Friday, May 02, 2014
May Day isn’t May Day anymore. At least, not the kind of May Day hippies in LA used to pitch at me during my days in that part of the world.
I remember how excited Gil got that May Day we spent in Las Vegas, a man so wrapped up with LSD, he used to get high when he stopped taking the drug.
For him, it was about the green and flowers his missed back East.
I never knew where he actually came from, since I first met him in Phoenix during my passing through that town several times early in 1970 – side trips out of LA where I spent most of my time.
When we went looking for him again in late April, we heard he’d moved to North Vegas and so we hitched up there to find him, with the half hope we could settle there (which did not happen).
Gil was a conflict of intentions, a man who on one hand strived to be “a player,” someone on the inside of the velvet ropes with both feet planted firmly on the red carpet to wealth and success, and yet at times, he ached for simple things, and I remember standing beside him at the Burger Chef burger grill as he talked about May Day, and how back east somewhere he lost his virginity – if not around the May Pole, then in some similar personal ceremony he wished he could get back to, yet somehow had been diverted from by his ambition to become someone important.
I remember him describing the girl (who was not his current wife) and how attracted he was to her, not in the same way he was to the few Vegas call girls that wandered into our shop late at night, but in some way he tried to describe as “pure” yet still full of the lust of life he seemed to have lost somewhere between back then and where we were at that point.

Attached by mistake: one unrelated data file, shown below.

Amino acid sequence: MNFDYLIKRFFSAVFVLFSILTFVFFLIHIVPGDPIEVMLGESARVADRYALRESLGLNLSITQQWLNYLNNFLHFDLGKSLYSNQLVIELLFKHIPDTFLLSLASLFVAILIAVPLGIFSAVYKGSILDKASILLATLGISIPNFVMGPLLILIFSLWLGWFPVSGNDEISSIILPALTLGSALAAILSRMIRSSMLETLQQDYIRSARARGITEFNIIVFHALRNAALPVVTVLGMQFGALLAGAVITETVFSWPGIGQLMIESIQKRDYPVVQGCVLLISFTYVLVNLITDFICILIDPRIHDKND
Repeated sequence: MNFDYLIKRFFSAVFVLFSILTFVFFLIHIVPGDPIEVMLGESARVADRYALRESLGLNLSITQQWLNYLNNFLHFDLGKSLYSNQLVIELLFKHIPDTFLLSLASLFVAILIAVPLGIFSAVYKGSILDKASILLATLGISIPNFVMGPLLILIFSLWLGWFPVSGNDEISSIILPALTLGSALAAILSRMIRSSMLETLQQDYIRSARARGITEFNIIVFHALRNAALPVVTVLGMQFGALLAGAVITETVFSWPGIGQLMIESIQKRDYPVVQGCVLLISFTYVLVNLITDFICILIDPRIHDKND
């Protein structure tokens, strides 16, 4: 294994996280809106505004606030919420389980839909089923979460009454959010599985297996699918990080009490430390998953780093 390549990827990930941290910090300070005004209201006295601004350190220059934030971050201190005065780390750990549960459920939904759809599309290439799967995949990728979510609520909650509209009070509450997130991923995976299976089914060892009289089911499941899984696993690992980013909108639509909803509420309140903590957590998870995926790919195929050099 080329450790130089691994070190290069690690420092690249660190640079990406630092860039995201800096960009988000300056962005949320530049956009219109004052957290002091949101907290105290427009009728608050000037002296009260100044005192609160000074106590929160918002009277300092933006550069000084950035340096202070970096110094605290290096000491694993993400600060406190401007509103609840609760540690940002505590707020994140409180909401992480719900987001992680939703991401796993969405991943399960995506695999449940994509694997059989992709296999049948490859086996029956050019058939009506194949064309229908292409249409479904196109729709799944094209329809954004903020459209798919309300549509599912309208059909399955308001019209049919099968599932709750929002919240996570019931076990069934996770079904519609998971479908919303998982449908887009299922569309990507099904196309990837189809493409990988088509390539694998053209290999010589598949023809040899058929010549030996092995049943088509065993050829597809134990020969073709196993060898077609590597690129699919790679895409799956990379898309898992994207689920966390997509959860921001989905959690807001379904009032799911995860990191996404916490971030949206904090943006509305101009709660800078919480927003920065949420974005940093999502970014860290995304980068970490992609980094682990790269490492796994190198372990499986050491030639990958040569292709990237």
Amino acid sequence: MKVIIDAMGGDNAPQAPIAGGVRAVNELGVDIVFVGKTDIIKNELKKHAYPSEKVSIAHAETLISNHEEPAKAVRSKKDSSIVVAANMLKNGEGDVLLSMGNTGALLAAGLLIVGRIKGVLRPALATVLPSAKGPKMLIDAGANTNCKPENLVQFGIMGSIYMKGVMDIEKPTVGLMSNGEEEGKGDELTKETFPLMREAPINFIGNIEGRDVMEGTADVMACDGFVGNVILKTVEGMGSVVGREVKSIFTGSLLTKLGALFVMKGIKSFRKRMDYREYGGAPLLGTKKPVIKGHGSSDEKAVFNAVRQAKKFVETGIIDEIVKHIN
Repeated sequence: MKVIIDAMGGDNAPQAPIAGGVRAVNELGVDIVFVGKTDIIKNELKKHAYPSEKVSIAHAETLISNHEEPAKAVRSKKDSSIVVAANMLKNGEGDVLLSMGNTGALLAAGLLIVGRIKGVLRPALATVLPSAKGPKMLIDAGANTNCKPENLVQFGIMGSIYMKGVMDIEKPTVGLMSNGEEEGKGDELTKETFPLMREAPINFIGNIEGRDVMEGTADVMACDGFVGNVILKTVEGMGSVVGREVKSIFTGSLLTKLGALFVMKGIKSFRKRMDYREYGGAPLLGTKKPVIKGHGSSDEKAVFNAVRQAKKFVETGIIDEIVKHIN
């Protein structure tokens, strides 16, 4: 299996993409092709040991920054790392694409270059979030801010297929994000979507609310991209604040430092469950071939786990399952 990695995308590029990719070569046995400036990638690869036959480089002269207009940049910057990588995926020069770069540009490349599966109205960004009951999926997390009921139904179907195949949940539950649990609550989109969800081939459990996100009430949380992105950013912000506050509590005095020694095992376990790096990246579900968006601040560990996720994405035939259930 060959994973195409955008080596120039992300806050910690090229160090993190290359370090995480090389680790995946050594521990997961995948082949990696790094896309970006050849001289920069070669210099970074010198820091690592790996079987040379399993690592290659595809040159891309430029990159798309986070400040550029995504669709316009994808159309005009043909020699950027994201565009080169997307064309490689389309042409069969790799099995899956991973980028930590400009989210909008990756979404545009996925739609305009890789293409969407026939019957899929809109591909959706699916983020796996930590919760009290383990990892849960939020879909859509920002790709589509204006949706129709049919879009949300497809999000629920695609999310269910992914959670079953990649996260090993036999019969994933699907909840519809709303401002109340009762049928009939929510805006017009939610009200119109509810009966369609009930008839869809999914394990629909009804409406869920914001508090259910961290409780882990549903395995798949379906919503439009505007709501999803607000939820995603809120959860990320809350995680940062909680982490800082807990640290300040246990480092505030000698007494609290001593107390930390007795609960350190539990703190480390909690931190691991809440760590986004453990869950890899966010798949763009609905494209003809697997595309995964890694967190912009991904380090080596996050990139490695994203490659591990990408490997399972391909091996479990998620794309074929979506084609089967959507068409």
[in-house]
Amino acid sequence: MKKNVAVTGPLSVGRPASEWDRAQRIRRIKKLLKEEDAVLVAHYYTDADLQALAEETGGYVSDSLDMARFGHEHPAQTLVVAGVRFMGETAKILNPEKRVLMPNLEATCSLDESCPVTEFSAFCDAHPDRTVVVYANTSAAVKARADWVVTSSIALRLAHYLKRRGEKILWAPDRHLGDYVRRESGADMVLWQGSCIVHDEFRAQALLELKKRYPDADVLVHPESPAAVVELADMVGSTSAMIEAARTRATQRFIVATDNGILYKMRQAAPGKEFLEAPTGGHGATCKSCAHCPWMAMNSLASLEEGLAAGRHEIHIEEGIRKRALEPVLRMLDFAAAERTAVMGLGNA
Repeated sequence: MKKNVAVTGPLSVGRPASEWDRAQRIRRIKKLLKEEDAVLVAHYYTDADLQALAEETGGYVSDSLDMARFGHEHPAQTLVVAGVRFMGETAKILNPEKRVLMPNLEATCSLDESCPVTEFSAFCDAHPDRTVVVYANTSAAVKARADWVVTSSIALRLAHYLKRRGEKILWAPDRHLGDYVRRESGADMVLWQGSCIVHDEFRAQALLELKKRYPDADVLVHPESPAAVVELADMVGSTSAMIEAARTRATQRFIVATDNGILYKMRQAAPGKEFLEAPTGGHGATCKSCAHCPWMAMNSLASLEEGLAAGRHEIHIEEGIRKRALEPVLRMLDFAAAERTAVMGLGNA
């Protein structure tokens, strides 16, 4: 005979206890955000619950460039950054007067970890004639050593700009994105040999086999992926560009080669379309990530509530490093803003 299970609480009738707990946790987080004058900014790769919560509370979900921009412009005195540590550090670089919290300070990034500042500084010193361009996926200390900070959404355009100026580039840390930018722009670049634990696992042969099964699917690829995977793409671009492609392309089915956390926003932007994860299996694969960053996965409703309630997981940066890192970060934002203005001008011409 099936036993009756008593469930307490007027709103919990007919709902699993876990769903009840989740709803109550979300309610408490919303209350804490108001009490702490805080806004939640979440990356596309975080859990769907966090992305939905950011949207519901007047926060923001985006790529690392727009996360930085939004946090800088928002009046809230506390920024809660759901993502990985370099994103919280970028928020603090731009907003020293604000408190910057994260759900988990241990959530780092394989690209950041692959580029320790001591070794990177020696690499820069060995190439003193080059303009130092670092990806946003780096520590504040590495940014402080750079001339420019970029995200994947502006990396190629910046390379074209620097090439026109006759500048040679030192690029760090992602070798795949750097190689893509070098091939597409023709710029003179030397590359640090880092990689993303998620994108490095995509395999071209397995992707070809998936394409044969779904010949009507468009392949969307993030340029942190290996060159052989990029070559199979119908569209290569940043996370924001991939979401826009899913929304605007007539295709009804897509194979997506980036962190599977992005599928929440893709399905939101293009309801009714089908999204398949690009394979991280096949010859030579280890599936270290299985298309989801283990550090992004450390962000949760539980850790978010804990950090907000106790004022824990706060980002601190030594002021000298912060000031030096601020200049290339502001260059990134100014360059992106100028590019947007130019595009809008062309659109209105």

He never gave this girl a name or even described her, as if these details were too precious for him to divulge, holding these things inside himself to ponder over when all else was lost.
For a man, who introduced me to the Manson Family during that time, such treasurers were rare.
But on that May Day I remember we both had to work, and how sad he looked, as if he knew just how far down the wrong road he had come, and though he was only a year or two older than I was (I was 19 a little more than a week later), he seemed very old and growing older fast. He didn’t even take his usual dose of LSD or perhaps not even the assorted other drugs he used to “balance his head,” as he called it, though smoked a little dope while we cooked so as not to “totally lose it,” as he generally did when he ran out of the harder drugs.
This only seemed to make him more nostalgic, and made him offer me advice as not to make the same mistake he made.
“You got a good girl,” he told me, “don’t lose her,” and volunteered to work a double shift the next day if I wanted to celebrate May Day with my girl, the way he once did with that girl long ago.
I asked him why he didn’t celebrate with his wife, and he only made a face, and told me, “It wouldn’t be the same.”
He and I parted ways on my birthday after we both – high on high doses of LSD – tried to kidnap Howard Hughes (we got as far as the lobby of the casino before the dope kicked in and we forgot why we had come, or decided it wasn’t important any more, or might even have been discouraged by the wall of a man Hughes had as a body guard). I remember sitting in the middle of the desert to watch sunrise, and how a few hours later, the Manson Family told us to get out, and me and my girl with our dog Midnight, hit the road back to LA.
I never saw Gil again. But every May Day I think about him, and how May Day isn’t ever the same as it once was, that one time when he actually got to be with the girl he loved.